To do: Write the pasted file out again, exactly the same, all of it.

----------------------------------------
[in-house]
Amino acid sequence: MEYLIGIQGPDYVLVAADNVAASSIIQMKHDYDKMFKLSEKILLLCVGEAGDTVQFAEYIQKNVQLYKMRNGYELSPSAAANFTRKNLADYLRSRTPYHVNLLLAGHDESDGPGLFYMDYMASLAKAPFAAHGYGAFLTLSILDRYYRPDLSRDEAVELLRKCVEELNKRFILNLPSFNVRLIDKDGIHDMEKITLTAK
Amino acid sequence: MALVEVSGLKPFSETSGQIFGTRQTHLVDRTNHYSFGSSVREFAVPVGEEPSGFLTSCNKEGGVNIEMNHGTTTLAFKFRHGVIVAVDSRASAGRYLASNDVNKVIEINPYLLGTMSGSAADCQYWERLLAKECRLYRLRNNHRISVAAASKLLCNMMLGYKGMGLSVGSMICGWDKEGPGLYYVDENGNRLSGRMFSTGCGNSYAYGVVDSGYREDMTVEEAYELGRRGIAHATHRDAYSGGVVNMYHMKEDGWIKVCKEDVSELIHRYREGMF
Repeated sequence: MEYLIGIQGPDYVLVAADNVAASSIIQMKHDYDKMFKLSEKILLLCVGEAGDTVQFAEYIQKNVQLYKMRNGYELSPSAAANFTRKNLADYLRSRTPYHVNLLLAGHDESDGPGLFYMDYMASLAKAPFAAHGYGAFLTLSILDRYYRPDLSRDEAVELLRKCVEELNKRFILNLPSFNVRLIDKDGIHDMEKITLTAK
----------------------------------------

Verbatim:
[in-house]
Amino acid sequence: MEYLIGIQGPDYVLVAADNVAASSIIQMKHDYDKMFKLSEKILLLCVGEAGDTVQFAEYIQKNVQLYKMRNGYELSPSAAANFTRKNLADYLRSRTPYHVNLLLAGHDESDGPGLFYMDYMASLAKAPFAAHGYGAFLTLSILDRYYRPDLSRDEAVELLRKCVEELNKRFILNLPSFNVRLIDKDGIHDMEKITLTAK
Amino acid sequence: MALVEVSGLKPFSETSGQIFGTRQTHLVDRTNHYSFGSSVREFAVPVGEEPSGFLTSCNKEGGVNIEMNHGTTTLAFKFRHGVIVAVDSRASAGRYLASNDVNKVIEINPYLLGTMSGSAADCQYWERLLAKECRLYRLRNNHRISVAAASKLLCNMMLGYKGMGLSVGSMICGWDKEGPGLYYVDENGNRLSGRMFSTGCGNSYAYGVVDSGYREDMTVEEAYELGRRGIAHATHRDAYSGGVVNMYHMKEDGWIKVCKEDVSELIHRYREGMF
Repeated sequence: MEYLIGIQGPDYVLVAADNVAASSIIQMKHDYDKMFKLSEKILLLCVGEAGDTVQFAEYIQKNVQLYKMRNGYELSPSAAANFTRKNLADYLRSRTPYHVNLLLAGHDESDGPGLFYMDYMASLAKAPFAAHGYGAFLTLSILDRYYRPDLSRDEAVELLRKCVEELNKRFILNLPSFNVRLIDKDGIHDMEKITLTAK